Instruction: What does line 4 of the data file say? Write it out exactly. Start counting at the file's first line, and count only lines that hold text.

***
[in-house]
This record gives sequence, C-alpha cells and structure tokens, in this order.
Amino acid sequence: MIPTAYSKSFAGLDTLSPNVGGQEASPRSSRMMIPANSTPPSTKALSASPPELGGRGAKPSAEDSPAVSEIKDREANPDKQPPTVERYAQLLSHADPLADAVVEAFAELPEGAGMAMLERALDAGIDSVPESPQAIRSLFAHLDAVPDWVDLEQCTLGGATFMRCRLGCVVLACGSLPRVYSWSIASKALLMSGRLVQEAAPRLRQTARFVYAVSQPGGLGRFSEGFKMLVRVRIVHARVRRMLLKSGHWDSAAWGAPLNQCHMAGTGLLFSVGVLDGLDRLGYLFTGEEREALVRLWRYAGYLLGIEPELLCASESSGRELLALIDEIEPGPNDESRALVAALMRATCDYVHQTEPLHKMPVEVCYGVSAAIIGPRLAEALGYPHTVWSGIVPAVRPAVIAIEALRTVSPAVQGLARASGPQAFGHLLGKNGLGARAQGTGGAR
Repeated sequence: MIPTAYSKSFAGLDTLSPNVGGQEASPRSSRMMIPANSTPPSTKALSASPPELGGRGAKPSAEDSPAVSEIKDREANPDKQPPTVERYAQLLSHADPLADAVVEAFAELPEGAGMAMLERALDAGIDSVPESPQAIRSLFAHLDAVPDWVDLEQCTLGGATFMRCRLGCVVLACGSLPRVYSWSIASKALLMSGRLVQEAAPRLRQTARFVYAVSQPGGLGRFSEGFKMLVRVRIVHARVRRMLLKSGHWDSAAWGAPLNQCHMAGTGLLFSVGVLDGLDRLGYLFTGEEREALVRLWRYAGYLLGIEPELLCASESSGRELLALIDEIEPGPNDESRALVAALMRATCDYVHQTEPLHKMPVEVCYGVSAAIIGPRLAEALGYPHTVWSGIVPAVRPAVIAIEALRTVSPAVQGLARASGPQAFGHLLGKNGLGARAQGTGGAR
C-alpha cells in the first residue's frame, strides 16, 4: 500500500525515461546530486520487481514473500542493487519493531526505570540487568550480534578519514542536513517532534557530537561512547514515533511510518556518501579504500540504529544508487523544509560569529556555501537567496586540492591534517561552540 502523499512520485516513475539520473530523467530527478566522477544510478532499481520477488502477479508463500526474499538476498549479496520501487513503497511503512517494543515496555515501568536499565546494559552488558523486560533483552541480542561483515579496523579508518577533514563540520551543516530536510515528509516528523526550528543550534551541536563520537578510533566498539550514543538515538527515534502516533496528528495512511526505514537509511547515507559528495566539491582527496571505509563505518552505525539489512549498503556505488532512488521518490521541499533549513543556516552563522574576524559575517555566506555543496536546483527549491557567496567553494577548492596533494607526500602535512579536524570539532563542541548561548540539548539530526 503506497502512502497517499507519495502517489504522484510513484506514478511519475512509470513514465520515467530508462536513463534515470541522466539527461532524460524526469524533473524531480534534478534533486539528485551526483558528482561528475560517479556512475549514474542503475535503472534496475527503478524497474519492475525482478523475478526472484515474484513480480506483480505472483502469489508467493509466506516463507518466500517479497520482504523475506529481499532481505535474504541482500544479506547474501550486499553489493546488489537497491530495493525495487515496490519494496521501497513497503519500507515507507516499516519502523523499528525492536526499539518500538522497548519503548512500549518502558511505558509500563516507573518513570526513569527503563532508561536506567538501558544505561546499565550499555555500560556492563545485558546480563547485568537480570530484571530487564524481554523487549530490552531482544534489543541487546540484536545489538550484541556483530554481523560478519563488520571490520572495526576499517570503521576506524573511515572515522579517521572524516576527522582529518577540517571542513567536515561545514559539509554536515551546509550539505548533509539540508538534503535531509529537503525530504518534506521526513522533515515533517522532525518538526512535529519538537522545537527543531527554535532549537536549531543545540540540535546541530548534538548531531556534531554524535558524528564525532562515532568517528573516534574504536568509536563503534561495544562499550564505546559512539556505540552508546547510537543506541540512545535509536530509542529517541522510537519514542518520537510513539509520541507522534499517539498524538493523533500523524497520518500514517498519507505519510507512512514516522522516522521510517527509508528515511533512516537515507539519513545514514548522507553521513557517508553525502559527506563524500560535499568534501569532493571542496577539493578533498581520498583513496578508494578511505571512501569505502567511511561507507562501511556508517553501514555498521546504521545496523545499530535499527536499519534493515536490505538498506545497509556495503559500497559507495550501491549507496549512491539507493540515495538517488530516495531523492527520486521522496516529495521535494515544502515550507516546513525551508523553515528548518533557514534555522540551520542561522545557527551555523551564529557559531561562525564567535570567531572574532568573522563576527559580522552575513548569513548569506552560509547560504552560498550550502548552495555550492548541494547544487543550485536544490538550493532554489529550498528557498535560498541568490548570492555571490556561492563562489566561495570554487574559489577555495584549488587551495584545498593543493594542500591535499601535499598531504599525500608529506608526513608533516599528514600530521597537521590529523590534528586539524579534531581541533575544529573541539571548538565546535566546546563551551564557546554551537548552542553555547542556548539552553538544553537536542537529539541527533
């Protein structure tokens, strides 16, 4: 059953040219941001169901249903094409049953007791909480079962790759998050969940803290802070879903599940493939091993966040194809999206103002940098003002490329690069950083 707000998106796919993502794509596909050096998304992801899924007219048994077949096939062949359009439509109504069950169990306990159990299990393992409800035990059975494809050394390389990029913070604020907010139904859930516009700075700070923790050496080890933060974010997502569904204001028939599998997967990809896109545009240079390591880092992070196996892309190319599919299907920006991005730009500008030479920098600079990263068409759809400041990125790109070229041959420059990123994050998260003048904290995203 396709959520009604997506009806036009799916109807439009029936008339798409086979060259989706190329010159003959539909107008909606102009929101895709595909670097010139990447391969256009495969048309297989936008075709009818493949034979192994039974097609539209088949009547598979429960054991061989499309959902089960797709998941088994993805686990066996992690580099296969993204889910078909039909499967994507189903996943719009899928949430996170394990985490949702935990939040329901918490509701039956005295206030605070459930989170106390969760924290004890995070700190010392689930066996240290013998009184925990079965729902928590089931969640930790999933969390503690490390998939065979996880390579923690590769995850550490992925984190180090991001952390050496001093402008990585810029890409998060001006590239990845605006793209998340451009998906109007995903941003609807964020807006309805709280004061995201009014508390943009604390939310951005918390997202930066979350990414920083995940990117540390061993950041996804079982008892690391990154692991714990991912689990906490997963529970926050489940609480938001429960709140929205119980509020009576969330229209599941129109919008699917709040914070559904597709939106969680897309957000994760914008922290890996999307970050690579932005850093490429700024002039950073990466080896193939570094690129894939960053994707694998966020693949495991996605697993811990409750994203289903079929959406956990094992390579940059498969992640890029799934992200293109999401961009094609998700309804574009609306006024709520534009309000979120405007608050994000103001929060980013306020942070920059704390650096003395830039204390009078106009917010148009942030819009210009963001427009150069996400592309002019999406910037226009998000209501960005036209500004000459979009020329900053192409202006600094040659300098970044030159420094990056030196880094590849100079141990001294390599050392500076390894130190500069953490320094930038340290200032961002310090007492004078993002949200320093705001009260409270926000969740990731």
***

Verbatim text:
Repeated sequence: MIPTAYSKSFAGLDTLSPNVGGQEASPRSSRMMIPANSTPPSTKALSASPPELGGRGAKPSAEDSPAVSEIKDREANPDKQPPTVERYAQLLSHADPLADAVVEAFAELPEGAGMAMLERALDAGIDSVPESPQAIRSLFAHLDAVPDWVDLEQCTLGGATFMRCRLGCVVLACGSLPRVYSWSIASKALLMSGRLVQEAAPRLRQTARFVYAVSQPGGLGRFSEGFKMLVRVRIVHARVRRMLLKSGHWDSAAWGAPLNQCHMAGTGLLFSVGVLDGLDRLGYLFTGEEREALVRLWRYAGYLLGIEPELLCASESSGRELLALIDEIEPGPNDESRALVAALMRATCDYVHQTEPLHKMPVEVCYGVSAAIIGPRLAEALGYPHTVWSGIVPAVRPAVIAIEALRTVSPAVQGLARASGPQAFGHLLGKNGLGARAQGTGGAR